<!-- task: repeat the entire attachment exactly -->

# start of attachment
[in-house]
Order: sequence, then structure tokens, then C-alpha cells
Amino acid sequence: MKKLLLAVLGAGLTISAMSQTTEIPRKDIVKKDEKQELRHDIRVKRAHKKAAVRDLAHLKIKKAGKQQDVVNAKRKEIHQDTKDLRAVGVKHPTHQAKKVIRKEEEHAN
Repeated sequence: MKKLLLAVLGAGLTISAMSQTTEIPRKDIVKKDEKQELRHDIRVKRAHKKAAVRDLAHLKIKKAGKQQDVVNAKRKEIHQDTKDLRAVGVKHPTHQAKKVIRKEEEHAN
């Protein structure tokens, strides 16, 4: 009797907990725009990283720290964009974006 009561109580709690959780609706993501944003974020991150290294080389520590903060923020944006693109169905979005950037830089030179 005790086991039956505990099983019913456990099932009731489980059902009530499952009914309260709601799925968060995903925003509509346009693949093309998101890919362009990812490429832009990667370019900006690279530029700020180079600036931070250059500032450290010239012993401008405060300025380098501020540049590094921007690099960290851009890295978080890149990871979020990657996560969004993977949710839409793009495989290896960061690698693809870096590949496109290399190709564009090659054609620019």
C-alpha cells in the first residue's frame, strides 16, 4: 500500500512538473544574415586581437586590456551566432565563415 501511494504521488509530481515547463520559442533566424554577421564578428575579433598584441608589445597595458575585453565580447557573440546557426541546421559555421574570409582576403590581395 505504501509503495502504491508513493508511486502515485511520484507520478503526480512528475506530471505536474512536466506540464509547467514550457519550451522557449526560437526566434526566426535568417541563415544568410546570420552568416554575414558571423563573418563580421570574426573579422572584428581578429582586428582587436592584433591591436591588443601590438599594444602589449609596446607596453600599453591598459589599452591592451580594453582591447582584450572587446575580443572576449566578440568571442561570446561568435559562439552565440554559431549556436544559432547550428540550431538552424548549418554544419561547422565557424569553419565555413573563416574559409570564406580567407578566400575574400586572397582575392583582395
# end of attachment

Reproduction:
[in-house]
Order: sequence, then structure tokens, then C-alpha cells
Amino acid sequence: MKKLLLAVLGAGLTISAMSQTTEIPRKDIVKKDEKQELRHDIRVKRAHKKAAVRDLAHLKIKKAGKQQDVVNAKRKEIHQDTKDLRAVGVKHPTHQAKKVIRKEEEHAN
Repeated sequence: MKKLLLAVLGAGLTISAMSQTTEIPRKDIVKKDEKQELRHDIRVKRAHKKAAVRDLAHLKIKKAGKQQDVVNAKRKEIHQDTKDLRAVGVKHPTHQAKKVIRKEEEHAN
């Protein structure tokens, strides 16, 4: 009797907990725009990283720290964009974006 009561109580709690959780609706993501944003974020991150290294080389520590903060923020944006693109169905979005950037830089030179 005790086991039956505990099983019913456990099932009731489980059902009530499952009914309260709601799925968060995903925003509509346009693949093309998101890919362009990812490429832009990667370019900006690279530029700020180079600036931070250059500032450290010239012993401008405060300025380098501020540049590094921007690099960290851009890295978080890149990871979020990657996560969004993977949710839409793009495989290896960061690698693809870096590949496109290399190709564009090659054609620019």
C-alpha cells in the first residue's frame, strides 16, 4: 500500500512538473544574415586581437586590456551566432565563415 501511494504521488509530481515547463520559442533566424554577421564578428575579433598584441608589445597595458575585453565580447557573440546557426541546421559555421574570409582576403590581395 505504501509503495502504491508513493508511486502515485511520484507520478503526480512528475506530471505536474512536466506540464509547467514550457519550451522557449526560437526566434526566426535568417541563415544568410546570420552568416554575414558571423563573418563580421570574426573579422572584428581578429582586428582587436592584433591591436591588443601590438599594444602589449609596446607596453600599453591598459589599452591592451580594453582591447582584450572587446575580443572576449566578440568571442561570446561568435559562439552565440554559431549556436544559432547550428540550431538552424548549418554544419561547422565557424569553419565555413573563416574559409570564406580567407578566400575574400586572397582575392583582395